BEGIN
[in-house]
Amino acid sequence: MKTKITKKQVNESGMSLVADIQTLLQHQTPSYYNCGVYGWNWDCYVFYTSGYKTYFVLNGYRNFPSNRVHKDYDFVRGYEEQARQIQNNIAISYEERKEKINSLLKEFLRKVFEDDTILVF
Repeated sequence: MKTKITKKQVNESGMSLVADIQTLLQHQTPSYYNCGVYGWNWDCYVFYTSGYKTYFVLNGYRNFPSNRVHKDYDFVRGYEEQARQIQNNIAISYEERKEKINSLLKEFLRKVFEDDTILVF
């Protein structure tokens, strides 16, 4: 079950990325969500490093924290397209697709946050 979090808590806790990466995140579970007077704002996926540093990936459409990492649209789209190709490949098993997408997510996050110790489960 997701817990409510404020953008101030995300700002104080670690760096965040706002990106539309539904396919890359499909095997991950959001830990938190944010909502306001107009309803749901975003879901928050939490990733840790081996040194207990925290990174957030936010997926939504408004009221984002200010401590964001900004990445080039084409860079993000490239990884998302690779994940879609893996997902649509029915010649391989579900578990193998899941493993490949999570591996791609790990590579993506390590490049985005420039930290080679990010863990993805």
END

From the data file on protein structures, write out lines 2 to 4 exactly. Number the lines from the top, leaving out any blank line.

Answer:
Amino acid sequence: MKTKITKKQVNESGMSLVADIQTLLQHQTPSYYNCGVYGWNWDCYVFYTSGYKTYFVLNGYRNFPSNRVHKDYDFVRGYEEQARQIQNNIAISYEERKEKINSLLKEFLRKVFEDDTILVF
Repeated sequence: MKTKITKKQVNESGMSLVADIQTLLQHQTPSYYNCGVYGWNWDCYVFYTSGYKTYFVLNGYRNFPSNRVHKDYDFVRGYEEQARQIQNNIAISYEERKEKINSLLKEFLRKVFEDDTILVF
């Protein structure tokens, strides 16, 4: 079950990325969500490093924290397209697709946050 979090808590806790990466995140579970007077704002996926540093990936459409990492649209789209190709490949098993997408997510996050110790489960 997701817990409510404020953008101030995300700002104080670690760096965040706002990106539309539904396919890359499909095997991950959001830990938190944010909502306001107009309803749901975003879901928050939490990733840790081996040194207990925290990174957030936010997926939504408004009221984002200010401590964001900004990445080039084409860079993000490239990884998302690779994940879609893996997902649509029915010649391989579900578990193998899941493993490949999570591996791609790990590579993506390590490049985005420039930290080679990010863990993805």